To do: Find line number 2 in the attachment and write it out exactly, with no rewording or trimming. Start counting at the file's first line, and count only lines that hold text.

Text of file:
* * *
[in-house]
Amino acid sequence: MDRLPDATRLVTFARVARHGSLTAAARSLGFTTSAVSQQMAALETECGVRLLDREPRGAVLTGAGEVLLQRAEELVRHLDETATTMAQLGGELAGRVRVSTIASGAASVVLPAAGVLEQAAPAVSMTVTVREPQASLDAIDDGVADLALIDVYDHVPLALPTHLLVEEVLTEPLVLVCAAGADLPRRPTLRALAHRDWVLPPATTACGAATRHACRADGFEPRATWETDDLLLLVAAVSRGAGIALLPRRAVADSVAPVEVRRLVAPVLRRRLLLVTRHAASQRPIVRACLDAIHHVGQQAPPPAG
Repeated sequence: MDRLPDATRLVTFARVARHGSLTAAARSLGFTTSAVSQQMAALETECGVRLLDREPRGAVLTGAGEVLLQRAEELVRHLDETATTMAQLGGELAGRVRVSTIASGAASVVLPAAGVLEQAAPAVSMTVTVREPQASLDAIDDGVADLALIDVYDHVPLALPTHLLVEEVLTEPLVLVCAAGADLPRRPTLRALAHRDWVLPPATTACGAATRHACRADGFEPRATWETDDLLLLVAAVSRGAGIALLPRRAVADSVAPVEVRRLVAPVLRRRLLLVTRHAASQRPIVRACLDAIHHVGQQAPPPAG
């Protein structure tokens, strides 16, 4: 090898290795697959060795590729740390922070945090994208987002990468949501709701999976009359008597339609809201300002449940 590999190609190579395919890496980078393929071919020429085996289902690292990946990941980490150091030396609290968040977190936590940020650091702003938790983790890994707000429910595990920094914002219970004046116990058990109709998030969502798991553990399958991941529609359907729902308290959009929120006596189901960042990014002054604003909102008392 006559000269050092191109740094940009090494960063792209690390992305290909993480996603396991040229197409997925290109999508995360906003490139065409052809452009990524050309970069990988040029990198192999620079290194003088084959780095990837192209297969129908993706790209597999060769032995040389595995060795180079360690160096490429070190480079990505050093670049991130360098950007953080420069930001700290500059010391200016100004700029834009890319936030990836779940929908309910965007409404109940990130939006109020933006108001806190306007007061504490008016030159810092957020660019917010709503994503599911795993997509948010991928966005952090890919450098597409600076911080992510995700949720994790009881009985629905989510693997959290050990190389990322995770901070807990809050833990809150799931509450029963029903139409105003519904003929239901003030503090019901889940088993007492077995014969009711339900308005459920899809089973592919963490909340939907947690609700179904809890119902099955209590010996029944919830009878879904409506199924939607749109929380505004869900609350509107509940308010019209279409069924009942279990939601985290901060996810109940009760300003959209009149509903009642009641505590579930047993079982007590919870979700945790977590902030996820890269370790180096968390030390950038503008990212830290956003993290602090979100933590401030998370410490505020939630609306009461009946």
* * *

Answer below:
Amino acid sequence: MDRLPDATRLVTFARVARHGSLTAAARSLGFTTSAVSQQMAALETECGVRLLDREPRGAVLTGAGEVLLQRAEELVRHLDETATTMAQLGGELAGRVRVSTIASGAASVVLPAAGVLEQAAPAVSMTVTVREPQASLDAIDDGVADLALIDVYDHVPLALPTHLLVEEVLTEPLVLVCAAGADLPRRPTLRALAHRDWVLPPATTACGAATRHACRADGFEPRATWETDDLLLLVAAVSRGAGIALLPRRAVADSVAPVEVRRLVAPVLRRRLLLVTRHAASQRPIVRACLDAIHHVGQQAPPPAG